- The Washington Times - Friday, November 21, 2014

The IRS’s inspector general has told Congress that it may have discovered as many as 30,000 of the lost Lois G. Lerner emails, despite repeated IRS insistence both in testimony to both Capitol Hill and federal courts that they were beyond recovery, congressional committees said Friday.

Investigators are now trying to figure out whether they can get the data in a readable format — a process that could take weeks, according to a congressional aide.

The Treasury Inspector General for Tax Administration (TIGTA) discovered the potential emails among 744 disaster recovery tapes that backup IRS systems, and found up to 30,000 Lerner emails from 2009 to 2011, which covers the period of emails she reported lost in a computer hard drive crash.

The revelation raised a host of questions about the IRS’s claims that the emails had been irretrievably lost — assertions the agency and its new chief, John Koskinen, had made both while testifying under oath to Congress and in court papers defending against lawsuits from several of the conservative groups who had been denied approval for nonprofit status.

Ms. Lerner ran the IRS division that improperly blocked and intrusively scrutinized conservative groups’ applications for nonprofit status. She retired from the agency last year, but remains a central figure in the investigation into the agency’s behavior.

Tens of thousands of emails she sent or received have been turned over, but the IRS said a computer crash caused the loss of potentially tens of thousands of other messages. The agency tried to recover some of those by asking employees to search their mailboxes for messages they may have sent to or received from Ms. Lerner, but investigators criticized the agency for not doing more to recover Ms. Lerner’s computer hard drive.

The emails are being sought by the Senate Finance Committee, the House Oversight Committee and the House Ways and Means Committee.

“Though it is unclear whether TIGTA has found all of the missing Lois Lerner emails, there may be significant information in this discovery,” said Oversight Committee Chairman Darrell Issa, California Republican.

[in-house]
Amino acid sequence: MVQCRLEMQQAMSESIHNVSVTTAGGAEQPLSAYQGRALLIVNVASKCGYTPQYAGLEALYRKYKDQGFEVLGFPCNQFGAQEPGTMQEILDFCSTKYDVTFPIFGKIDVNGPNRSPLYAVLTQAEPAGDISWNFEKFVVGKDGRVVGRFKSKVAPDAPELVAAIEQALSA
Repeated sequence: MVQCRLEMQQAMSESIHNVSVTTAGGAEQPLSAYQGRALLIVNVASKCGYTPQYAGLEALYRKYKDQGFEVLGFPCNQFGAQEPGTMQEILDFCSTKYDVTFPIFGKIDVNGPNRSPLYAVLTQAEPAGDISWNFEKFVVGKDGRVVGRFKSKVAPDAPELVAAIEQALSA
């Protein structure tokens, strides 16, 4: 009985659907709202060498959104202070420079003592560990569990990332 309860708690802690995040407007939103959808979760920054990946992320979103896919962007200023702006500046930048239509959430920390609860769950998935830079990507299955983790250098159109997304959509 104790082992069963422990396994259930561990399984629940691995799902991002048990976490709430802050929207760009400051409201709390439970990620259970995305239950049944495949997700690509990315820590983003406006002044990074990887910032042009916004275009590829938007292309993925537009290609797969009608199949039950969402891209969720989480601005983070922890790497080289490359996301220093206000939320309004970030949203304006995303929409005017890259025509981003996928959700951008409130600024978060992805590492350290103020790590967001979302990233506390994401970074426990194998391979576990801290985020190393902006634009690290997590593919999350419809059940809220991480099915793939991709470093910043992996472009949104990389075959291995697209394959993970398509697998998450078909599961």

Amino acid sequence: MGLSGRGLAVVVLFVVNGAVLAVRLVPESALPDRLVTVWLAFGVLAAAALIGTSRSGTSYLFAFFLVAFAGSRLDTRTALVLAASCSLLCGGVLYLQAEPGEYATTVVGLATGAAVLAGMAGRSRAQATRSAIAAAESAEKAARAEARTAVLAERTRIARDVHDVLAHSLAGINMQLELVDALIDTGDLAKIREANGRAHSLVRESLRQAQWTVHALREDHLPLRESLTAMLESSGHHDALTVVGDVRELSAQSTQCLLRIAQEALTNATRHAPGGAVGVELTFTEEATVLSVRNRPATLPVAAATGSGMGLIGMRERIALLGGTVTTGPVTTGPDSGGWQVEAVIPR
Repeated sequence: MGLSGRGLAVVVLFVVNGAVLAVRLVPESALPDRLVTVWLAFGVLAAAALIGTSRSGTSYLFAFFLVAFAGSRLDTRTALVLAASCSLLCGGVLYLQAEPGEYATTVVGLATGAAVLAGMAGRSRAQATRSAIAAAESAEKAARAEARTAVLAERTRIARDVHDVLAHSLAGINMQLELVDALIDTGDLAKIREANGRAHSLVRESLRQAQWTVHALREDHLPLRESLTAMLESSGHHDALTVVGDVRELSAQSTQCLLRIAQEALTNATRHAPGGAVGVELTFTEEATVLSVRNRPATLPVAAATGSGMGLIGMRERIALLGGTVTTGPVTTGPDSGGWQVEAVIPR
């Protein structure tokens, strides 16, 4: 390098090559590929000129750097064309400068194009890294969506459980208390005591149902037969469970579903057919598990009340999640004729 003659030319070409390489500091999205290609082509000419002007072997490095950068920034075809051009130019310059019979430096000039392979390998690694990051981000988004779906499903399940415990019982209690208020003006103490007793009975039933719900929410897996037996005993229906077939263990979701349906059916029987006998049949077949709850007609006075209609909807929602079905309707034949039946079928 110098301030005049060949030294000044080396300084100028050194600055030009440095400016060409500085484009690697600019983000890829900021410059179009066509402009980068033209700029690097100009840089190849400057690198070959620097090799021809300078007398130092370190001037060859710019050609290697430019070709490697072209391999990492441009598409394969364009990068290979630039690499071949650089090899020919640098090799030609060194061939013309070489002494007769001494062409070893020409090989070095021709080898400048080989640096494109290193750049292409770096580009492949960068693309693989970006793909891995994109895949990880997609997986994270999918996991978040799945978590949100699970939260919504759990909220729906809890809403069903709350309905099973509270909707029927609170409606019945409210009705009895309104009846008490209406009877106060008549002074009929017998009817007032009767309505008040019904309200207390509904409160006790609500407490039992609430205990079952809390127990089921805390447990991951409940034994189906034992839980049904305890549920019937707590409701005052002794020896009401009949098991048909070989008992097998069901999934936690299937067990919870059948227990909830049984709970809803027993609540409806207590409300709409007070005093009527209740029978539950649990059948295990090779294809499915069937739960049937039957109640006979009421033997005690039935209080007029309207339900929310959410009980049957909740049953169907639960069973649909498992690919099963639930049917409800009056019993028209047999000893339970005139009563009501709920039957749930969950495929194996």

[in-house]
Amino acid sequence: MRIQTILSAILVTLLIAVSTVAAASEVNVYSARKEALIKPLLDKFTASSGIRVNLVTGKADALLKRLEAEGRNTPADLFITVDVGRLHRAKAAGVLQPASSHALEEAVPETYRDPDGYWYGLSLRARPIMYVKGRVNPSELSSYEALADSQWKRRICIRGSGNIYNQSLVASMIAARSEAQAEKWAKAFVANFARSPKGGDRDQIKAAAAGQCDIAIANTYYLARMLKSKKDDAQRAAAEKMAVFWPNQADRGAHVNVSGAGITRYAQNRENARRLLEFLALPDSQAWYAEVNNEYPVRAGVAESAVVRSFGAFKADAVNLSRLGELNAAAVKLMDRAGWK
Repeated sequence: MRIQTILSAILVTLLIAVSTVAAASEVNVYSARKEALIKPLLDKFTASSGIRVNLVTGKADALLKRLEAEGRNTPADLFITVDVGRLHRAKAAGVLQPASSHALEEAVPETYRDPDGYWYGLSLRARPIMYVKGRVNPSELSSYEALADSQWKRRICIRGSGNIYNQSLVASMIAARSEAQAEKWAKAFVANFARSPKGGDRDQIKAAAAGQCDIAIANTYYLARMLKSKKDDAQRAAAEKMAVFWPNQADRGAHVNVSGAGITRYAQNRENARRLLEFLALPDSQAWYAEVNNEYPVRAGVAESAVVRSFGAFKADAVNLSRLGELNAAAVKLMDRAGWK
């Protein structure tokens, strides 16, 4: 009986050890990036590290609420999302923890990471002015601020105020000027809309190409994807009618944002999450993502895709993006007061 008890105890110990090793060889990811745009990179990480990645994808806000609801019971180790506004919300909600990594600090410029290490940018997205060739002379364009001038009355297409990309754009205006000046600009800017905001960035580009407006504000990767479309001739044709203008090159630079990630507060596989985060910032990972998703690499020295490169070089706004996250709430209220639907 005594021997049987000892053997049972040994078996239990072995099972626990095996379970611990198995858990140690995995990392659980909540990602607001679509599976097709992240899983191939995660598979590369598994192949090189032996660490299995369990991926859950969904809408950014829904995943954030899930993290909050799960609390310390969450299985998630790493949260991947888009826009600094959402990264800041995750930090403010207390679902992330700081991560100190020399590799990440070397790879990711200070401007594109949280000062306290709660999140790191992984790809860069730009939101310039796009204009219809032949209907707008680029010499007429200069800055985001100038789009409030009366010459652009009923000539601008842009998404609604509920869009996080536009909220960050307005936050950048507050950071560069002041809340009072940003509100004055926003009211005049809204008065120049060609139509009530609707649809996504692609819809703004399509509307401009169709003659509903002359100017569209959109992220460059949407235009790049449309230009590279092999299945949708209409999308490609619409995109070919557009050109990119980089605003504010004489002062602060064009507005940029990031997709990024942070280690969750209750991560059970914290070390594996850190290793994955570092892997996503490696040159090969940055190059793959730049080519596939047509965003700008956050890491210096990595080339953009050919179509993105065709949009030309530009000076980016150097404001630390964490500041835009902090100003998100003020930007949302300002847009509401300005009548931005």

He said his panel wants to see the emails in order to ascertain Ms. Lerner’s mindset and see who she was speaking with outside the IRS as the agency was holding up conservative groups’ applications.

Mr. Issa also said the revelation signals that the IRS again failed to give a complete story to Congress. The agency waited months before telling Congress it had lost the Lerner emails, and later said it had no way to recover them.

Senate Finance Committee leaders said in a joint statement they are in the “final stages” of their investigation, but said it’s unlikely they will finish until next year, when the GOP takes control of the committee and will have a bigger say in the final report.

“From the onset of our bipartisan investigation, we’ve remained committed to getting to the truth and ensuring that the IRS treats all tax-exempt applicants fairly,” said Finance Committee Chairman Ron Wyden, Oregon Democrat, and ranking Republican Sen. Orrin G. Hatch of Utah.

The IRS earlier this year, after prompting by Congress, reported to the National Archives that information required to be stored as official records may have been lost in the computer crash. That notification came years after the crash.

In a statement released late Friday the IRS did not explain why it didn’t try to recover the information from the tapes it had.

Instead it pointed to the 24,000 emails it had already tracked down from the 2009-2011 period. And the agency said it had “cooperated fully” with the inspector general by providing the disaster recovery tapes that investigators now believe have the emails.

“Commissioner Koskinen has said for some time he would be pleased if additional Lois Lerner emails from this time frame could be found,” the IRS said in its unsigned statement.

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